Don’t Be Deceived

A Nature Video available online shows how Standen’s bichirs move.8 It includes animation that makes it appear that the bones of extinct lobe-finned fish were on the fast track to becoming the bones of walkers. The stirring narration sums up the evolutionary significance of Standen’s research:

When Standen examined the skeletons of her land-living bichirs, she found that their muscles and bones had changed as they adapted to walking. It appears that the bichirs’ anatomy is as plastic as their behavior. These changes looked strikingly similar to the kinds of changes scientists see in the fossil record as ancient species started making the transition to land. It might not look elegant, but don’t be deceived: After all, one small flappy step of our fishy ancestors may have led to the giant leaps of mankind.9

The “changes” scientists see between these ancient fossils, however, are just differences between fish. Evolutionary scientists presume those fossils were the transitional steps to land. To extrapolate from fish being better at doing what they are designed to do to claiming to know how stem tetrapods long ago took their first evolutionary excursions into becoming non-fish is quite a leap.

Standen expects “larger changes” might occur if the experiment lasted longer. Larger changes? Based on all previously known biology, any “larger changes” would still be insufficient to turn these fish into non-fish. Nothing in the experiment showed fish developing characteristics of non-fish. Nothing in the fossil record shows any fish acquiring the bone structure to walk on land. And nothing in observable biology has ever demonstrated any way that environmental pressure can induce one kind of animal to evolve into another. Experimental biology shows that animals vary but they do so just as Genesis chapter one indicates God designed them to do: they vary only while reproducing within their created kinds.

These researchers assume that ancestral fish made a terrestrial transition 400 million years ago in the unobservable past and think they only need to determine how. In fact, the existence of various lobe-finned fossils in Devonian rock layers does not demonstrate that fish-to-land evolution happened. Evolutionists simply connect the dots between fossils of fish and other animals to make the fossil record paint the picture to which they are already committed.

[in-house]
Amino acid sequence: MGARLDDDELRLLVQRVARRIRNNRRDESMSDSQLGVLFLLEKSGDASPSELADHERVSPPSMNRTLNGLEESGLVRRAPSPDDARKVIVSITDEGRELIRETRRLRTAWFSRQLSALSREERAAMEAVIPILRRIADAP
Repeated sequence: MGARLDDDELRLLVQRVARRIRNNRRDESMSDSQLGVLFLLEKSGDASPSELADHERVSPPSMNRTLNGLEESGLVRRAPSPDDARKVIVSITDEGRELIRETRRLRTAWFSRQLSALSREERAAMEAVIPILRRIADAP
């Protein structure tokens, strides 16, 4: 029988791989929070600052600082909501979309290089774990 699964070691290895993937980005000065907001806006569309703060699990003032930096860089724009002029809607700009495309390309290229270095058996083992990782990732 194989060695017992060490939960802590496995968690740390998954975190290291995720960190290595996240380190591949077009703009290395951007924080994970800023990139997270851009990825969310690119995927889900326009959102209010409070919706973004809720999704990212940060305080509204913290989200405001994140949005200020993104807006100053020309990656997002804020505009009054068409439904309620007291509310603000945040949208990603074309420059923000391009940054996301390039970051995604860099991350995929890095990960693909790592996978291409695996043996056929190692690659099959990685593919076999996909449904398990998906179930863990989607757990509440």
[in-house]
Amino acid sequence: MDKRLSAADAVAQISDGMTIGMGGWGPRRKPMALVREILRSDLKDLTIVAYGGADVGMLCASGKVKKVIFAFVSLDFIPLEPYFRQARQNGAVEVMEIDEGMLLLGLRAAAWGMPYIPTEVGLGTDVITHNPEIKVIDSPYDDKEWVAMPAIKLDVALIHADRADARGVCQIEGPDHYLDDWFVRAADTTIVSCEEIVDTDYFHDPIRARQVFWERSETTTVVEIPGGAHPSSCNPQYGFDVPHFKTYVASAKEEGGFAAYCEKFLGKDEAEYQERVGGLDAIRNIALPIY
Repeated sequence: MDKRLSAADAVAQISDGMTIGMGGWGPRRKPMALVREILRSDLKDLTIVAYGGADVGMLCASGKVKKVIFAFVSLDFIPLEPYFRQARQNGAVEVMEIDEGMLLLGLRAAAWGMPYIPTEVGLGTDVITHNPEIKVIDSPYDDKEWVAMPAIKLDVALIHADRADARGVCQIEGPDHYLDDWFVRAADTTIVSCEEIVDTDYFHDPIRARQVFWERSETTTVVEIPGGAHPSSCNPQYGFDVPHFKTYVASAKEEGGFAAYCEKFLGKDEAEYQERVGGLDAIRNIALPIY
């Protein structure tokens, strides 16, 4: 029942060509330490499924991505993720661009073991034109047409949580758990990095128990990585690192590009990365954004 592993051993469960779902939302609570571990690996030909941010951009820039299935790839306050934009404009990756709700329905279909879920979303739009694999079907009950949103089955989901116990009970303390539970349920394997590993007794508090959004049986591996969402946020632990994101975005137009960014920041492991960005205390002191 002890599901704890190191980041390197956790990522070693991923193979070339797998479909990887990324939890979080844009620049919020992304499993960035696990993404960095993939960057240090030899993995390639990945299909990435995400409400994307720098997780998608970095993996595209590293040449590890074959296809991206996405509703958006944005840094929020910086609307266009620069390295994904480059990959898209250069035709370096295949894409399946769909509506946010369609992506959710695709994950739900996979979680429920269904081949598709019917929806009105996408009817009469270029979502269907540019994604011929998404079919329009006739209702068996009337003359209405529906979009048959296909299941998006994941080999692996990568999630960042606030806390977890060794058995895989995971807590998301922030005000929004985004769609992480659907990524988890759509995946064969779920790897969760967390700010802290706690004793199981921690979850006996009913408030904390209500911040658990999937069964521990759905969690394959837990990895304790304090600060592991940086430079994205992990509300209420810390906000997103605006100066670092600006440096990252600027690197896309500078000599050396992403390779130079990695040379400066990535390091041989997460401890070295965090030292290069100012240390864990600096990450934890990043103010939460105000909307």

Read more about fishy claims in some of the articles linked below, and don’t be deceived!

Further Reading

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  1. Bichirs are widely regarded as a “primitive” fish related to the common ancestor of both ray- and lobe-finned fish.
  2. You can watch lungfish here:
  3. Morphological differences occurred in the clavicle (collarbone) and cleithrum—a bone connecting the pectoral fin’s base to the shoulder and skull. These changes allow the fish’s head and gill chamber to lift up out of the way, giving the pectoral fins—which the land-raised fish used for “walking”—more room to move.
  4. E. Standen et al., “Developmental plasticity and the origin of tetrapods,” Nature (27 August 2014) doi:10.1038/nature13708.
  5. Charles Choi, “Unusual Fish that ‘Walks’ Holds Clues to Animal Evolution,”
  6. The authors believe “fish-to-fox” evolution happened, and they expected their findings to support that belief. They wrote, “We also predicted that the plastic responses of the pectoral girdle of terrestrialized Polypterus would be similar to the directions of the anatomical changes seen in the stem tetrapod fossil record.”

    Their conclusion shows that they presume the small changes in bone shape and “walking” efficiency they observed are a mechanism for the “fish-to-fox” evolution they already believe in:

    Our results show that exposure to a novel terrestrial environment can increase the phenotypic variation in the terrestrial locomotory behaviours and the pectoral girdle of Polypterus. We hypothesize that phenotypic plasticity, as a response to rapid and sustained environmental stresses, may also facilitate macroevolutionary change.

    Quotes from Standen et al., “Developmental plasticity and the origin of tetrapods.”

  7. Henry Limpet, played by Don Knotts in the 1964 Warner Brothers classic live action-animated film The Incredible Mr. Limpet, fulfills his dream of reversing evolution when he turns into a talking fish.
  8. Steve Spaleta, “Unusual Fish that Can Walk & Breathe Hold Clues to Animal Evolution | Video,” LiveScience, August 27, 2014,
  9. Ibid.